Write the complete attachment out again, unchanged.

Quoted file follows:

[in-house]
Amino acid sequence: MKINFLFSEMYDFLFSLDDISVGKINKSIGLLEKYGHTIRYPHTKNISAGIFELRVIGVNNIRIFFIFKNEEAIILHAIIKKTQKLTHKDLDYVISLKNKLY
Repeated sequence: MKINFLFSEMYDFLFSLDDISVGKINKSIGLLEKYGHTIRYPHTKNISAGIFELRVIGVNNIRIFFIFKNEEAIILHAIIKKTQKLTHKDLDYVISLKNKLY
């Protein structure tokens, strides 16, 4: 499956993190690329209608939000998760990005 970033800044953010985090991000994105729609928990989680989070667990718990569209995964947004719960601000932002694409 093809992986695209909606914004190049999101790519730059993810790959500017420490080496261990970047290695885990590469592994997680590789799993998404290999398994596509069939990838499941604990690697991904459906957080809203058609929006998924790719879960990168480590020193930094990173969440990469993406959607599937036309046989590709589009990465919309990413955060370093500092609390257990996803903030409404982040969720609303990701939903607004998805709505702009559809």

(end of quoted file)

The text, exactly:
[in-house]
Amino acid sequence: MKINFLFSEMYDFLFSLDDISVGKINKSIGLLEKYGHTIRYPHTKNISAGIFELRVIGVNNIRIFFIFKNEEAIILHAIIKKTQKLTHKDLDYVISLKNKLY
Repeated sequence: MKINFLFSEMYDFLFSLDDISVGKINKSIGLLEKYGHTIRYPHTKNISAGIFELRVIGVNNIRIFFIFKNEEAIILHAIIKKTQKLTHKDLDYVISLKNKLY
């Protein structure tokens, strides 16, 4: 499956993190690329209608939000998760990005 970033800044953010985090991000994105729609928990989680989070667990718990569209995964947004719960601000932002694409 093809992986695209909606914004190049999101790519730059993810790959500017420490080496261990970047290695885990590469592994997680590789799993998404290999398994596509069939990838499941604990690697991904459906957080809203058609929006998924790719879960990168480590020193930094990173969440990469993406959607599937036309046989590709589009990465919309990413955060370093500092609390257990996803903030409404982040969720609303990701939903607004998805709505702009559809």